To fabricate a bogus celebratory history in which Barrow rules like the emperor of some Roman City-stat e is as disingenuous as anything said about our so-called blue-chip educational system under which 70 per cent of school leavers end their 11 years of compulsory statutory education, not only without any qualifications, but effectively functionally illiterate.
Post independence Barbados has not only lost its collective confidence, it has been surpassed by other neighbouring islands, as anyone who has recently visited St Lucia or the Bahamas would confirm. In Barbados there has never been a gilded age, a golden period of progress and unparallel growth. Everything has been incremental. But compared to now, even taking in to consideration the perfection of 20/20 vision, we were in a much better place.
We lived then in a society in which civil servants were outstanding members of society, men and women who gave leadership, which is now reflected in the naming of places and buildings in their memory. From the main civil service to the police, the public sector set an example to us all.
Adams was not perfect, far from it. He had his faults, the most damaging of which was his decision to represent Swaine, the plantation owner who shot the young black man because he though he was a monkey. His excuse for that unforgivable act was to hide behind the amoral practice of lawyers to adopt a so-called cab rank system – representing anyone without taking a moral view of their alleged offences. Many young lawyers now take a different view.
We now live in a society in which the public sector is a drain on taxpayers, a society that has lost its moral moorings which now has one of the highest rates of HIV/Aids and sexually transmitted diseases for under 25-year-old in the civilised world. A society in which no moral leadership comes from the church, civic leaders, politicians, one in which married people think it acceptable to have affairs, in which abortion is a form of birth control.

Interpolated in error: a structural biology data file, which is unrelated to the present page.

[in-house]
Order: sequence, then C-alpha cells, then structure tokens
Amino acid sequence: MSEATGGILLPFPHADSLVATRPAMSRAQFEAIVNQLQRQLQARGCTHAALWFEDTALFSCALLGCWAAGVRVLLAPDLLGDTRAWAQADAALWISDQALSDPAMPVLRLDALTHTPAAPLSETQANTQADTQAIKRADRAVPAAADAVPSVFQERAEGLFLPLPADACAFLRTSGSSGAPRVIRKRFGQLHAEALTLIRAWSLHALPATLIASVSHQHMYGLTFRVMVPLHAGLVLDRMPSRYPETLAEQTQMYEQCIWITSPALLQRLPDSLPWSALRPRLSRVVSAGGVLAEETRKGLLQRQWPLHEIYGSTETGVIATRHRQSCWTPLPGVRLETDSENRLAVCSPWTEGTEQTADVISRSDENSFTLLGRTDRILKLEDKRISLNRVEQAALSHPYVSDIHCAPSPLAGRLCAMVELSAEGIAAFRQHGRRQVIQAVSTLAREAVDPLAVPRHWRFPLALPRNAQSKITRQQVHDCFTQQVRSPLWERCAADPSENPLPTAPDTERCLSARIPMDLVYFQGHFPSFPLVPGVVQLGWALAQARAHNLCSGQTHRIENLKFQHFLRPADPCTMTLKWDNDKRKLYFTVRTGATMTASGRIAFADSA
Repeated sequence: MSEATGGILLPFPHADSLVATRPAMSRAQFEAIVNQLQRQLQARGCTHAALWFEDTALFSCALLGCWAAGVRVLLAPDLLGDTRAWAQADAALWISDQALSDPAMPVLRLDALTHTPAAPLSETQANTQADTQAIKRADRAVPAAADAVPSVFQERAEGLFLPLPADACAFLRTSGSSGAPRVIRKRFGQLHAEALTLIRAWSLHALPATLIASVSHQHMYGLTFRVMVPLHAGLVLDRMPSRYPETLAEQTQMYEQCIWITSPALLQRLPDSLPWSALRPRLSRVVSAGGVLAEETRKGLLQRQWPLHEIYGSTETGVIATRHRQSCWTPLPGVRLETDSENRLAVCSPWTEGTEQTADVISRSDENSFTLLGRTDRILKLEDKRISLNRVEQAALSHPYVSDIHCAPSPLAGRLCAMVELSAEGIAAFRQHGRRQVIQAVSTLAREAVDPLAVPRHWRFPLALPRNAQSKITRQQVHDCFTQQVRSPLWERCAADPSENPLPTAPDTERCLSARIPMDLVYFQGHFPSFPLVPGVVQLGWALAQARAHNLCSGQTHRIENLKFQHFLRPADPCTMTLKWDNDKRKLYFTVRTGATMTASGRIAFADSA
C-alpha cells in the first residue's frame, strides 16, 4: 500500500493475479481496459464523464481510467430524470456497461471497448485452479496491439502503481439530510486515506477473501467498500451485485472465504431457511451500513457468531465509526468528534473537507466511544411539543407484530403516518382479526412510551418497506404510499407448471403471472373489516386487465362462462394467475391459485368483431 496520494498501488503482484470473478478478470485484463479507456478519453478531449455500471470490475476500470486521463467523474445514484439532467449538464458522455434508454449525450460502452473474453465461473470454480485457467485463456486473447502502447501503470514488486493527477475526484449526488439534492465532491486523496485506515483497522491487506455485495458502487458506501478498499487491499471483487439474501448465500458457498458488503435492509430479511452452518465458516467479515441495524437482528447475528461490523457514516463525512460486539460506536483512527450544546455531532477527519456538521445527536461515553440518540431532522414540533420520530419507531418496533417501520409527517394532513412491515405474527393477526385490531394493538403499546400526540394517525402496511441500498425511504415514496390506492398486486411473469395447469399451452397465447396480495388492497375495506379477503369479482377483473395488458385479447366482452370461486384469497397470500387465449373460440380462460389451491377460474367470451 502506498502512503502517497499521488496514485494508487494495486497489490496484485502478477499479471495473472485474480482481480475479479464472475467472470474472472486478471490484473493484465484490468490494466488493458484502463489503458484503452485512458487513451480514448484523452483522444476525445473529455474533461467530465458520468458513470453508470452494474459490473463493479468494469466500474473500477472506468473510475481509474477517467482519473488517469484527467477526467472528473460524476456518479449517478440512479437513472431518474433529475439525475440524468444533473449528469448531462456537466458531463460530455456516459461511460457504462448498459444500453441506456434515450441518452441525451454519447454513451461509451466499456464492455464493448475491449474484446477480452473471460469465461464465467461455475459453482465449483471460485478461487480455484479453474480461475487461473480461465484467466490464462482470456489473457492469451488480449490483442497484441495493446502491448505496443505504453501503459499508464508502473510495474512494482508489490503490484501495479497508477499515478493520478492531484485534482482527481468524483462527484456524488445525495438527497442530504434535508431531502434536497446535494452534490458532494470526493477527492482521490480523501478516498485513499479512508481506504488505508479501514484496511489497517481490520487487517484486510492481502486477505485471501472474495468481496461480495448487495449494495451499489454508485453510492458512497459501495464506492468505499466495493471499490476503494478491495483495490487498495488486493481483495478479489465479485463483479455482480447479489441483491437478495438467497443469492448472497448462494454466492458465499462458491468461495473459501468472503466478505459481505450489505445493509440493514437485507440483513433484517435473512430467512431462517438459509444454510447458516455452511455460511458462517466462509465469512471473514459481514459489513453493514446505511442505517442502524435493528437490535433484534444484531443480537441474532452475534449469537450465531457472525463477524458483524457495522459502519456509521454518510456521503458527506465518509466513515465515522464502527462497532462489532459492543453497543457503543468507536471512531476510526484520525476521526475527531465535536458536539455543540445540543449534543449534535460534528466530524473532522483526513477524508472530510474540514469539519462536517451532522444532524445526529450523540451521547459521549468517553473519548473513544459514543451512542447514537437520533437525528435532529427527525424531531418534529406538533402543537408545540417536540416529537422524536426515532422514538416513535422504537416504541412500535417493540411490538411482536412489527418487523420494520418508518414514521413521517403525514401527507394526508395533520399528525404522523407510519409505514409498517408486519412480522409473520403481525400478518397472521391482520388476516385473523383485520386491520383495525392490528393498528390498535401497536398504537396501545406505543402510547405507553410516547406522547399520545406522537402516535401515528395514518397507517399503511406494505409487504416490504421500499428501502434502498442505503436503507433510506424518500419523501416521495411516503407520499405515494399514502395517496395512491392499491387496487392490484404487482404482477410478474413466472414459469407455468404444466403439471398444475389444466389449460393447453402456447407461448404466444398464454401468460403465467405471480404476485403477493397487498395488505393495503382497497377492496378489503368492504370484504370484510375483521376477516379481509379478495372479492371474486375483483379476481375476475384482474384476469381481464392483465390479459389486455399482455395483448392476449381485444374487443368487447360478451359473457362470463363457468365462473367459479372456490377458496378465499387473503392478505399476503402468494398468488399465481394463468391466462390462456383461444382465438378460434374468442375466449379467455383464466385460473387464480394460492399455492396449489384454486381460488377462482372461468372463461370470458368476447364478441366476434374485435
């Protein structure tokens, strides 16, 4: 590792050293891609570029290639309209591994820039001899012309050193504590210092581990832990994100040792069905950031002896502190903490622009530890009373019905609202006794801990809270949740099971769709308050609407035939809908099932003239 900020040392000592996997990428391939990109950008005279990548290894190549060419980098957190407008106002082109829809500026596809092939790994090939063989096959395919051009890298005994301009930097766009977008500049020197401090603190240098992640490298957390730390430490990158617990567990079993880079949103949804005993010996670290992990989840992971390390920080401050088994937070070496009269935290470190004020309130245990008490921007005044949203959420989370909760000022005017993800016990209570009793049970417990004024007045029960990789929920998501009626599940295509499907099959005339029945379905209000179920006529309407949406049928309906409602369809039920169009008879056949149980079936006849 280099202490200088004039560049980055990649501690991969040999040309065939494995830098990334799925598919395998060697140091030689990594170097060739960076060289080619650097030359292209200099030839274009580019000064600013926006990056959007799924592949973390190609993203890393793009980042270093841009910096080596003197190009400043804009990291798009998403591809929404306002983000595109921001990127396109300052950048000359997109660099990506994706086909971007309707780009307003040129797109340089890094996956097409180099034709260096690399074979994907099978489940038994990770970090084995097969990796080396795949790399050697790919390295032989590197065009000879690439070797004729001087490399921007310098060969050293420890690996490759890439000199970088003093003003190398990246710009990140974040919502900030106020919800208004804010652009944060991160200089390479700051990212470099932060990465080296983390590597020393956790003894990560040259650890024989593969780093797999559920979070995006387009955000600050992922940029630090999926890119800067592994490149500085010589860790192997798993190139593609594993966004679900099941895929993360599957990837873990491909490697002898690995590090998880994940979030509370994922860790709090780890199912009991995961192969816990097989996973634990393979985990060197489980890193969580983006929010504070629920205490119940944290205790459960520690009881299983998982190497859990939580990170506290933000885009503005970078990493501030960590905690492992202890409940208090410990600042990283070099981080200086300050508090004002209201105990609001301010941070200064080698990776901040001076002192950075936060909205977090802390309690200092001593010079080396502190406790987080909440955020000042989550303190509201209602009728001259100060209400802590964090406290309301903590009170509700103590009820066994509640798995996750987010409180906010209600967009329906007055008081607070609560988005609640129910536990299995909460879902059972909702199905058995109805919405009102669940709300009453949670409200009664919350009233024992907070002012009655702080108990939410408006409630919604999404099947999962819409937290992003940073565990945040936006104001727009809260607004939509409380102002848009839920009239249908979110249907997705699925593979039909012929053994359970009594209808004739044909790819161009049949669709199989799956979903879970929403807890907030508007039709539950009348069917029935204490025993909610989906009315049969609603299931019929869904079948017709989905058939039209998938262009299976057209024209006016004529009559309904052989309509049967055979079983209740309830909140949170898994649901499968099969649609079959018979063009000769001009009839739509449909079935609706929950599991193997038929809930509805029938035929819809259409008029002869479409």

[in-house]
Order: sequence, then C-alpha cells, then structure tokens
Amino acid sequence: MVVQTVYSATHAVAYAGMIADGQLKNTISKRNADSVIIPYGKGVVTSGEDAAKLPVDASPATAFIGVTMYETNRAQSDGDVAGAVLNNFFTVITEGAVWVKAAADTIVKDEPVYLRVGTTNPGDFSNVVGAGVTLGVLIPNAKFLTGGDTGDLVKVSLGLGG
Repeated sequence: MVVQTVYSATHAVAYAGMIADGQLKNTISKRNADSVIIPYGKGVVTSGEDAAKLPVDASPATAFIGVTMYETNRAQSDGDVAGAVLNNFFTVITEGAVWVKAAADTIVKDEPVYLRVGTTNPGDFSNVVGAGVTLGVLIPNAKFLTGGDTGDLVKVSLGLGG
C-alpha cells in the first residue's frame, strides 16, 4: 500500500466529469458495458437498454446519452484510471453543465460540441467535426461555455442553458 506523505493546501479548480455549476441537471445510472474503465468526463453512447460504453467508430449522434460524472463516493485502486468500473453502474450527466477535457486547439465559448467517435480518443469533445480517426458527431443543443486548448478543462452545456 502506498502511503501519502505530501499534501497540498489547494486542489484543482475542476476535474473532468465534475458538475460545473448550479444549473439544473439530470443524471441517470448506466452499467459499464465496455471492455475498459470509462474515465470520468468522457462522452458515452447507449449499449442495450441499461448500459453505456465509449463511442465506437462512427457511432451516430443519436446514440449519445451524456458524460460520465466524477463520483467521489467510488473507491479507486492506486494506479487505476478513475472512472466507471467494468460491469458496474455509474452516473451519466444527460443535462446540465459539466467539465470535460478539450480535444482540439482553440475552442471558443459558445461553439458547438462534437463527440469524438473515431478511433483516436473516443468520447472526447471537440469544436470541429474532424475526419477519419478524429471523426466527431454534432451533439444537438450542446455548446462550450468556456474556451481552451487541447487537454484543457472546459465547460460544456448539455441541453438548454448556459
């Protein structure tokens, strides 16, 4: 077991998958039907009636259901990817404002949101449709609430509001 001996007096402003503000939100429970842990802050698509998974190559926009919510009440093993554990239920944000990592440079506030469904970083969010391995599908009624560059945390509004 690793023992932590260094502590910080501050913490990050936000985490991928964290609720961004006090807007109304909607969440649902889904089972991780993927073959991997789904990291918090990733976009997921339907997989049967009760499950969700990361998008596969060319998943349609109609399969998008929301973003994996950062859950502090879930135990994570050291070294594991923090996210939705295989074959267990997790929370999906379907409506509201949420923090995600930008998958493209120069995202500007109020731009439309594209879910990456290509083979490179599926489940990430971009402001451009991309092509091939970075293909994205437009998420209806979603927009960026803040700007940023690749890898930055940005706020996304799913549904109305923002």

And, equally, a society in which people think it normal to live above their means, to indulge in family feuds over inheritance, where people defraud their children and parents as well as total strangers.
The weakness of this DLP government is that it was so surprised by its electoral victory that for a time it was hypnotised. It lacked boldness, innovation and vision – unlike the 1961 government. Instead of giving away social houses, it should have made it easier for people to become genuine homeowners, it should have reduced the age of majority from eighteen to sixteen, raise school-leaving to eighteen as part of wider education reforms, with a variety of options from the age of fourteen; it should have created a post office bank.
Further, it should have developed Culpepper Island, pedestrianize Broad Street during the day, introduced a traffic congestion management programme, reform the public sector, including the police and abolish the defence force. Taking cheap shots at Adams only exposes the poverty of thought of the chief architects of this historical revisionism and character assassination.
Both men were outstanding leaders, it is not either or.